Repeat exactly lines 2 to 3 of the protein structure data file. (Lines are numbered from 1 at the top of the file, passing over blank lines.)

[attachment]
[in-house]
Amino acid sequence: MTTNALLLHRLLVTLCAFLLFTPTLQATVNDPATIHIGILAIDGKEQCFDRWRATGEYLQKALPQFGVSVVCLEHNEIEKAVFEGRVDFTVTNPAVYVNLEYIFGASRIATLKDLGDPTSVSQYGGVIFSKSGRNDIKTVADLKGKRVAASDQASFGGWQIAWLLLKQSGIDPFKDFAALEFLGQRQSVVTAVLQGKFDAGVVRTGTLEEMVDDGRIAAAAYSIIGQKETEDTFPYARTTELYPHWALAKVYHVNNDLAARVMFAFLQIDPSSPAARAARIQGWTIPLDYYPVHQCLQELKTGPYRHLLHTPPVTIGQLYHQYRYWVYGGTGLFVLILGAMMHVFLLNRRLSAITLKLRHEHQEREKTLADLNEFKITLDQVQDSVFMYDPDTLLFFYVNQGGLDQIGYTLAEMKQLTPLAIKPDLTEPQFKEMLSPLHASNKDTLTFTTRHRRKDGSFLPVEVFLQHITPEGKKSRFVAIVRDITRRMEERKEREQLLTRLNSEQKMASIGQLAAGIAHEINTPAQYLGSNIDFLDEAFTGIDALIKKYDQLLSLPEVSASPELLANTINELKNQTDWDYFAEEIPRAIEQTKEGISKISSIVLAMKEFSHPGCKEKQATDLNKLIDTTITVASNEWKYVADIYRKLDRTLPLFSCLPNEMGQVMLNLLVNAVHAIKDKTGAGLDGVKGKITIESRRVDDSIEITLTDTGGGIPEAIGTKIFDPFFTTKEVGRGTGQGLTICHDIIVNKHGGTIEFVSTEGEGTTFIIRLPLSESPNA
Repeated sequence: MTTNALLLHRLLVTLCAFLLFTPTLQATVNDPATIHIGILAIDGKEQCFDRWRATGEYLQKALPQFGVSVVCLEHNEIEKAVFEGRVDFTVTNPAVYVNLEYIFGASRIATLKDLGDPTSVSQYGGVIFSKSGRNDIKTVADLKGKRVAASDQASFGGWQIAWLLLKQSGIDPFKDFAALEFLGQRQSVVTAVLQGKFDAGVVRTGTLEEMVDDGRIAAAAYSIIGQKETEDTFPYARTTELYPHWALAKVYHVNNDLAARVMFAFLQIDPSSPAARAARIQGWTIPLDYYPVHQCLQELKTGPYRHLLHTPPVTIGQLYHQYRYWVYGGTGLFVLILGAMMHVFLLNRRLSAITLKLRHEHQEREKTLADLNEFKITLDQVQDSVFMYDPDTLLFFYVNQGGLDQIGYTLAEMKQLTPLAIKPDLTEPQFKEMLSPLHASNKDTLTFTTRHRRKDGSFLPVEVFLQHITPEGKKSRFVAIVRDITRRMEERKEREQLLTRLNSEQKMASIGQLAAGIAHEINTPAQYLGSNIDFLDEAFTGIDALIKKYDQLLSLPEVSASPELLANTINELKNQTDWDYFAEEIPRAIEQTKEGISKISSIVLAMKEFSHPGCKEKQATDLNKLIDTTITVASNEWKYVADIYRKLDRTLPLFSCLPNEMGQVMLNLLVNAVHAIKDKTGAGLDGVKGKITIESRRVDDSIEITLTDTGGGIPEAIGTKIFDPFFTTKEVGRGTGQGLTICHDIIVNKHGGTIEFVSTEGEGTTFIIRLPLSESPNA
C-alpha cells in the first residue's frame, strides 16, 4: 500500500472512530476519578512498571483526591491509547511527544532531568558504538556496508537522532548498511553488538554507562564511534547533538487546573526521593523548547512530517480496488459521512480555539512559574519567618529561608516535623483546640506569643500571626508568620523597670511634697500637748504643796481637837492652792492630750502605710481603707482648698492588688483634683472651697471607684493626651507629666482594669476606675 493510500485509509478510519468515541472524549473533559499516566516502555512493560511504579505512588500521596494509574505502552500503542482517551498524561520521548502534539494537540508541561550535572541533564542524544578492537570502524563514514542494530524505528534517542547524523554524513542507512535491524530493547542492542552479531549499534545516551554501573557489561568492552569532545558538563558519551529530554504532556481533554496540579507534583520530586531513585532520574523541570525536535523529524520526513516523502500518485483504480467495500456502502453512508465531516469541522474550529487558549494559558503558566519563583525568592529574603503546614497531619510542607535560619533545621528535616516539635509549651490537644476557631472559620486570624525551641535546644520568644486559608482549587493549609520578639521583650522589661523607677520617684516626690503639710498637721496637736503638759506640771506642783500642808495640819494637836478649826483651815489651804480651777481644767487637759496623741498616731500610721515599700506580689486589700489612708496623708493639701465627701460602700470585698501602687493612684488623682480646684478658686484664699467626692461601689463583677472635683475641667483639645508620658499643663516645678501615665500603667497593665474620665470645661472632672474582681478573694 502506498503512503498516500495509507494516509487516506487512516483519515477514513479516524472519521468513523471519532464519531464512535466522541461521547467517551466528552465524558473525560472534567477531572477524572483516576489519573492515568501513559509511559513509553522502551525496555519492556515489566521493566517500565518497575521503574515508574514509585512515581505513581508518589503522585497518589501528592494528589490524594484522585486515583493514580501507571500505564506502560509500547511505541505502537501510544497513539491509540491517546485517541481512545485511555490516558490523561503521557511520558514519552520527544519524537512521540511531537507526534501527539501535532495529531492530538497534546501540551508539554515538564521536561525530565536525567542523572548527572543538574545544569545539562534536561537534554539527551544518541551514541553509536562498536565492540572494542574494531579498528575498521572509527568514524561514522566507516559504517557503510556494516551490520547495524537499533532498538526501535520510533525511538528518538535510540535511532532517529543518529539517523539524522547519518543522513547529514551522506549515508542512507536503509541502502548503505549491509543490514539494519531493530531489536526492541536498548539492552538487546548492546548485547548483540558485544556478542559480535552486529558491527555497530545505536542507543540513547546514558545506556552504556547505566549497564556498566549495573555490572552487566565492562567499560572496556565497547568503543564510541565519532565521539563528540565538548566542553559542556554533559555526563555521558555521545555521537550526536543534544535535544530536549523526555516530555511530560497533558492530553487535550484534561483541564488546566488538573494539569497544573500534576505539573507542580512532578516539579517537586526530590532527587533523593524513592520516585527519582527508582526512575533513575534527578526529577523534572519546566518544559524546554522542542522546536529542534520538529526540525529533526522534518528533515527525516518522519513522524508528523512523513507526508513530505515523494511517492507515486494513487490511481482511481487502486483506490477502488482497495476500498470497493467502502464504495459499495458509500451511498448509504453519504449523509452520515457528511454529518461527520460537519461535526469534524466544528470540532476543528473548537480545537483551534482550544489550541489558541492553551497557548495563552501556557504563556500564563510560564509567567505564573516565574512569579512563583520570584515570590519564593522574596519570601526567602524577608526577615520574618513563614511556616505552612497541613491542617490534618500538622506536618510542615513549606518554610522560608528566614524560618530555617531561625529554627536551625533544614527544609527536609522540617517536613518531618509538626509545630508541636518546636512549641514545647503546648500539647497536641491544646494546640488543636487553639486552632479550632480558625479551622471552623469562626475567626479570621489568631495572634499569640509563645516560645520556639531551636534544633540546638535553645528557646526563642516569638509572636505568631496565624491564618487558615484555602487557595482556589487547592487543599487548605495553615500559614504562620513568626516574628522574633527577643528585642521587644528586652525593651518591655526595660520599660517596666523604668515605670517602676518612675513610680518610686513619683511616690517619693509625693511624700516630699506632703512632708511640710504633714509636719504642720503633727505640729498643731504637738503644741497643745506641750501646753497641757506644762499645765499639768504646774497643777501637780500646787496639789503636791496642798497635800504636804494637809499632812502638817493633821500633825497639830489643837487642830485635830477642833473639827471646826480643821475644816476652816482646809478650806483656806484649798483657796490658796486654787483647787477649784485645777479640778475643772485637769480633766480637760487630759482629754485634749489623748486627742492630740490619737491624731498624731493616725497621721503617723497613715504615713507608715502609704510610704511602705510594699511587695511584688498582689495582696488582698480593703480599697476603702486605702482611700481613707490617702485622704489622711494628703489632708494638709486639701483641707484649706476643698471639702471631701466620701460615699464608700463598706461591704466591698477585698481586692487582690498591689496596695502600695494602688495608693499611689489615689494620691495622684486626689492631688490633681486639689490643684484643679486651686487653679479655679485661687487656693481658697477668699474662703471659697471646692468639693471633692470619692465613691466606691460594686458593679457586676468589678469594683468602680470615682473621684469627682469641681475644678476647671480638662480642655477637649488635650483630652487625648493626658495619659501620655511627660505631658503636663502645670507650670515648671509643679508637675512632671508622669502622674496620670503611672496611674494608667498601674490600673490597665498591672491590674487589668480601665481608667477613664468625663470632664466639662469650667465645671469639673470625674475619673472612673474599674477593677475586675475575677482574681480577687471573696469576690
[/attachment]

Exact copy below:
Amino acid sequence: MTTNALLLHRLLVTLCAFLLFTPTLQATVNDPATIHIGILAIDGKEQCFDRWRATGEYLQKALPQFGVSVVCLEHNEIEKAVFEGRVDFTVTNPAVYVNLEYIFGASRIATLKDLGDPTSVSQYGGVIFSKSGRNDIKTVADLKGKRVAASDQASFGGWQIAWLLLKQSGIDPFKDFAALEFLGQRQSVVTAVLQGKFDAGVVRTGTLEEMVDDGRIAAAAYSIIGQKETEDTFPYARTTELYPHWALAKVYHVNNDLAARVMFAFLQIDPSSPAARAARIQGWTIPLDYYPVHQCLQELKTGPYRHLLHTPPVTIGQLYHQYRYWVYGGTGLFVLILGAMMHVFLLNRRLSAITLKLRHEHQEREKTLADLNEFKITLDQVQDSVFMYDPDTLLFFYVNQGGLDQIGYTLAEMKQLTPLAIKPDLTEPQFKEMLSPLHASNKDTLTFTTRHRRKDGSFLPVEVFLQHITPEGKKSRFVAIVRDITRRMEERKEREQLLTRLNSEQKMASIGQLAAGIAHEINTPAQYLGSNIDFLDEAFTGIDALIKKYDQLLSLPEVSASPELLANTINELKNQTDWDYFAEEIPRAIEQTKEGISKISSIVLAMKEFSHPGCKEKQATDLNKLIDTTITVASNEWKYVADIYRKLDRTLPLFSCLPNEMGQVMLNLLVNAVHAIKDKTGAGLDGVKGKITIESRRVDDSIEITLTDTGGGIPEAIGTKIFDPFFTTKEVGRGTGQGLTICHDIIVNKHGGTIEFVSTEGEGTTFIIRLPLSESPNA
Repeated sequence: MTTNALLLHRLLVTLCAFLLFTPTLQATVNDPATIHIGILAIDGKEQCFDRWRATGEYLQKALPQFGVSVVCLEHNEIEKAVFEGRVDFTVTNPAVYVNLEYIFGASRIATLKDLGDPTSVSQYGGVIFSKSGRNDIKTVADLKGKRVAASDQASFGGWQIAWLLLKQSGIDPFKDFAALEFLGQRQSVVTAVLQGKFDAGVVRTGTLEEMVDDGRIAAAAYSIIGQKETEDTFPYARTTELYPHWALAKVYHVNNDLAARVMFAFLQIDPSSPAARAARIQGWTIPLDYYPVHQCLQELKTGPYRHLLHTPPVTIGQLYHQYRYWVYGGTGLFVLILGAMMHVFLLNRRLSAITLKLRHEHQEREKTLADLNEFKITLDQVQDSVFMYDPDTLLFFYVNQGGLDQIGYTLAEMKQLTPLAIKPDLTEPQFKEMLSPLHASNKDTLTFTTRHRRKDGSFLPVEVFLQHITPEGKKSRFVAIVRDITRRMEERKEREQLLTRLNSEQKMASIGQLAAGIAHEINTPAQYLGSNIDFLDEAFTGIDALIKKYDQLLSLPEVSASPELLANTINELKNQTDWDYFAEEIPRAIEQTKEGISKISSIVLAMKEFSHPGCKEKQATDLNKLIDTTITVASNEWKYVADIYRKLDRTLPLFSCLPNEMGQVMLNLLVNAVHAIKDKTGAGLDGVKGKITIESRRVDDSIEITLTDTGGGIPEAIGTKIFDPFFTTKEVGRGTGQGLTICHDIIVNKHGGTIEFVSTEGEGTTFIIRLPLSESPNA